Ballistic gelatin test results - .38 Special wadcutter


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Brass Fetcher
December 21, 2006, 12:16 AM
Firearm: .38 Special with 1 7/8" barrel

Cartridge: 148gr Federal Gold Medal Match, full wadcutter

Block calibration : 8.9cm at 586 ft/sec

Single shot fired at block, bullet penetrated to 16.0" and was found 'sandwiched' between the rear face of the gelatin block and the front face of the polyester bullet arresting box. Bullet recovered at 0.386" average diameter.

The recoil from this round was very slight, penetration depth was more than adequate, and slight expansion occured. I like it as a choice for recoil-sensitive shooters, using .38 Special snubnose revolvers.

Thank you,

JE223
http://www.thehighroad.org/attachment.php?attachmentid=49635&stc=1&d=1166678076

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Gordon
December 21, 2006, 12:40 AM
Well finally, in full color no less! A great test and you are the man, 223 ! Thank you very , very much I know it is a labor of love!:)

huntershooter
December 21, 2006, 05:54 AM
This is my choice for carry in older alloy frame revolvers.(S&W mod. 37/ Colt Cobra). The load shoots to POA with these fixed sight revolvers.

Iggy
December 21, 2006, 08:33 AM
Thanks for taking the time to do this.The info gained from your tests and posts is great..

Your efforts are greatly appreciated

ChiefThunderstick
December 21, 2006, 08:45 AM
Great report with info I can use. Thank you for your hard work.

HiWayMan
December 21, 2006, 02:01 PM
Any idea what velocity that round was making? I have some I load to 920fps, so was just curious. Also, did they enter from the right in that picture? It looks like a decent temporary cavity, then a straight bore for the rest of the block if it did.

And thank you for running this test.

GRIZ22
December 21, 2006, 02:09 PM
I've seen this before a while ago. Thanx for the post. I am one of many that advocate wadcutters in a short barrel gun and you provided the proof.

GunNut
December 21, 2006, 02:41 PM
Nice report, have you had a chance to test the Speer Gold Dot 135gr short barrel load?

Steve

Brass Fetcher
December 21, 2006, 04:26 PM
Thank you for the nice posts ... I can't really guess as to the velocity, I got to about 1' from the face of the block, to make sure that I landed the shot where I did (my skills with the snub leave something to be desired :) ). Pure lead generally starts to deform at around 800 ft/sec, so probably closer to that velocity.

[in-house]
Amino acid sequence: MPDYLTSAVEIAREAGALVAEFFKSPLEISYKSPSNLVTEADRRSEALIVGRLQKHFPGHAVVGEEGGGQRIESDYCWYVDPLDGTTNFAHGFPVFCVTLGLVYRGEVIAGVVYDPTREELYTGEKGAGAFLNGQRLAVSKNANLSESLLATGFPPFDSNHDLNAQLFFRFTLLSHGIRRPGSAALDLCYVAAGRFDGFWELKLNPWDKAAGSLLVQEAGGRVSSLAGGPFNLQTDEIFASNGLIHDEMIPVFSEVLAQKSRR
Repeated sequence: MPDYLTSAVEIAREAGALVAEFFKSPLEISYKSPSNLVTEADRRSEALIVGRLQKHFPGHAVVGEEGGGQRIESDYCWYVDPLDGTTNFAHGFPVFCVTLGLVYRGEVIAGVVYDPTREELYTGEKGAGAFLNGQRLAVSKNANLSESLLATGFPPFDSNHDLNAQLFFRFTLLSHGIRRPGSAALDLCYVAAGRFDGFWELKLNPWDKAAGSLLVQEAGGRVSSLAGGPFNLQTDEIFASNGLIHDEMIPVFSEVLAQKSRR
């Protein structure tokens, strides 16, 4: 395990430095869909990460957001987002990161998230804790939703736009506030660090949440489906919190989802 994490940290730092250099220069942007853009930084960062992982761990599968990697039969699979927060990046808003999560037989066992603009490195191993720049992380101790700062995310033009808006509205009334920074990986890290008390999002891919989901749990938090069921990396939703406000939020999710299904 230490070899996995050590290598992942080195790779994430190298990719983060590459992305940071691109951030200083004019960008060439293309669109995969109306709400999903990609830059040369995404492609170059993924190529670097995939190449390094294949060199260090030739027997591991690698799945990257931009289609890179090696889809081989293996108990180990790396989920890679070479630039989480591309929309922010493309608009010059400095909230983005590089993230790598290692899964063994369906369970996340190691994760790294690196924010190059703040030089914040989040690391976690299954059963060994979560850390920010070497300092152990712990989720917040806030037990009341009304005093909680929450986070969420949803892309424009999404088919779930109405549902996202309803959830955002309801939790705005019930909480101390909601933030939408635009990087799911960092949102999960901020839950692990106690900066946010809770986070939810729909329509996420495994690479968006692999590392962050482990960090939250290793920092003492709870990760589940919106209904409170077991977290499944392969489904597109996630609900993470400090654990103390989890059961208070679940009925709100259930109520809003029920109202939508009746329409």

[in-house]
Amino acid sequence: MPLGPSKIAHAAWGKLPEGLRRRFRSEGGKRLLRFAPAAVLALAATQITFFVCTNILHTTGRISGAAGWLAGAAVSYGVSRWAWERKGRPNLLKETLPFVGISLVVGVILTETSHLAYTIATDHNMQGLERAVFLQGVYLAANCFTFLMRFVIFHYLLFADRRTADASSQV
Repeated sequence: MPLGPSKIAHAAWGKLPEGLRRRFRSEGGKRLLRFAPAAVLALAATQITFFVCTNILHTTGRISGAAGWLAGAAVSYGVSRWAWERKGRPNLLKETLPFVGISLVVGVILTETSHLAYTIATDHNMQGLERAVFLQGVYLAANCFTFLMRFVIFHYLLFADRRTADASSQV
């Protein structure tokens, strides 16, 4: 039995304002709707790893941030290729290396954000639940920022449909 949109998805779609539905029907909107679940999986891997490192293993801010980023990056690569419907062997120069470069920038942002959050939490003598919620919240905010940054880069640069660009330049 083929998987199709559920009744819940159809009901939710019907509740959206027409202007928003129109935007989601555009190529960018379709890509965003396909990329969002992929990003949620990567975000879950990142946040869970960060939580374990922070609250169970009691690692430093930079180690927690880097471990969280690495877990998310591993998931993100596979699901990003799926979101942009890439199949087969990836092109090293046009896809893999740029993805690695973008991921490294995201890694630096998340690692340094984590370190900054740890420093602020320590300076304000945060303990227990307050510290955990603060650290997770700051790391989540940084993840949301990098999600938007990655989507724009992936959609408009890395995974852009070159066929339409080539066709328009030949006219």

The shot came in from the right of the block and exited the left.

GunNut, there are lots more .38 Special tests on my website, including the SB load.

JE223

Vern Humphrey
December 21, 2006, 04:49 PM
I used hollow based wadcutters loaded backwards in a .357 my first tour in Viet Nam. They work. They lead ferociously (but all lead bullets did in those days), but they have the desired terminal effect.

B36
December 21, 2006, 08:17 PM
Velocity from a 5 inch barrel is only 690fps--would be somewhat less from a 2". Check Federal' site.

With reasonable winter clothing covering the jello, there would have been no expansion, and penetration would have been in the 20 inch area.

Little tissue damage would result--see the lack of jello damage in the bullet path.

Too many good HP rounds around to use this for self defense--I use Cor Bon DPX in my old 36 and 37 and same round in my 642s.

To each their own;)

McCall911
December 21, 2006, 08:52 PM
Some of my younger police officer cronies in the late 1970s used to make fun of a senior officer who used .38 Special WC's in his service revolver (a "humble" S&W Model 10.) I was not one of them, however, simply because I thought he knew what he was doing.

Anyway, interesting test, JE223. Keep up the good work!

Pumpkinheaver
December 21, 2006, 09:36 PM
As for a real world report on the effectiveness of wadcutter. I shot a possum a couple of weeks ago with a remington wadcutter and you would have thought I had missed. Shot it 2 more times to finish the job.

Gordon
December 21, 2006, 10:30 PM
That's weird. I have shot lots of creatures in the under 30 pound class with wadcutters in S&W Masterpieces and Colt Officer's match and they die real quick! The killing effect is comparable to a .22WMR in a rifle for me on animals bigger than squirrels and smaller than goats!;)

Stainz
December 22, 2006, 06:16 AM
If memory serves me, the 158gr +P LHPSWC from a 2" snubby .38 is somewhat higher, percentage-wise, in the 'One Shot Statistics' tabulated by Marshall and Sanow, from 'real' reports, than 230gr .45 ACP ball ammo from a 1911. That shocked me - and changed the diet for my 2" +P rated 10.